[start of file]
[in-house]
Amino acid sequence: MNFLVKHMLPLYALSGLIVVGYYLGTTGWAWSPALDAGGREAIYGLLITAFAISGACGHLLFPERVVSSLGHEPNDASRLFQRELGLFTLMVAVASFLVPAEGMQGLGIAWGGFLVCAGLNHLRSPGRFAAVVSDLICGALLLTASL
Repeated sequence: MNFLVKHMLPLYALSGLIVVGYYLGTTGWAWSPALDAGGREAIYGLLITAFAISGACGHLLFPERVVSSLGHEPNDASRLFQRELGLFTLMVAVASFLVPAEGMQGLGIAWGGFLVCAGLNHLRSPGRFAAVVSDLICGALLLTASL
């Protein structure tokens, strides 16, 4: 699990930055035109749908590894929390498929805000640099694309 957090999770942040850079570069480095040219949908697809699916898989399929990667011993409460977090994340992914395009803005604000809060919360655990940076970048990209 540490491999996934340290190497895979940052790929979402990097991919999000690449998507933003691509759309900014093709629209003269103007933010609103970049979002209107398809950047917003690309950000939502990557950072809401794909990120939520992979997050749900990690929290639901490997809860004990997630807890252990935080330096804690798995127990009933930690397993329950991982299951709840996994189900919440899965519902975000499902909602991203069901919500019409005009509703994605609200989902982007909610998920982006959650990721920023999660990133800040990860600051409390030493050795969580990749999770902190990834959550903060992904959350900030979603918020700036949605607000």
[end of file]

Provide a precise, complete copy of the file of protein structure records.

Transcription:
[in-house]
Amino acid sequence: MNFLVKHMLPLYALSGLIVVGYYLGTTGWAWSPALDAGGREAIYGLLITAFAISGACGHLLFPERVVSSLGHEPNDASRLFQRELGLFTLMVAVASFLVPAEGMQGLGIAWGGFLVCAGLNHLRSPGRFAAVVSDLICGALLLTASL
Repeated sequence: MNFLVKHMLPLYALSGLIVVGYYLGTTGWAWSPALDAGGREAIYGLLITAFAISGACGHLLFPERVVSSLGHEPNDASRLFQRELGLFTLMVAVASFLVPAEGMQGLGIAWGGFLVCAGLNHLRSPGRFAAVVSDLICGALLLTASL
């Protein structure tokens, strides 16, 4: 699990930055035109749908590894929390498929805000640099694309 957090999770942040850079570069480095040219949908697809699916898989399929990667011993409460977090994340992914395009803005604000809060919360655990940076970048990209 540490491999996934340290190497895979940052790929979402990097991919999000690449998507933003691509759309900014093709629209003269103007933010609103970049979002209107398809950047917003690309950000939502990557950072809401794909990120939520992979997050749900990690929290639901490997809860004990997630807890252990935080330096804690798995127990009933930690397993329950991982299951709840996994189900919440899965519902975000499902909602991203069901919500019409005009509703994605609200989902982007909610998920982006959650990721920023999660990133800040990860600051409390030493050795969580990749999770902190990834959550903060992904959350900030979603918020700036949605607000």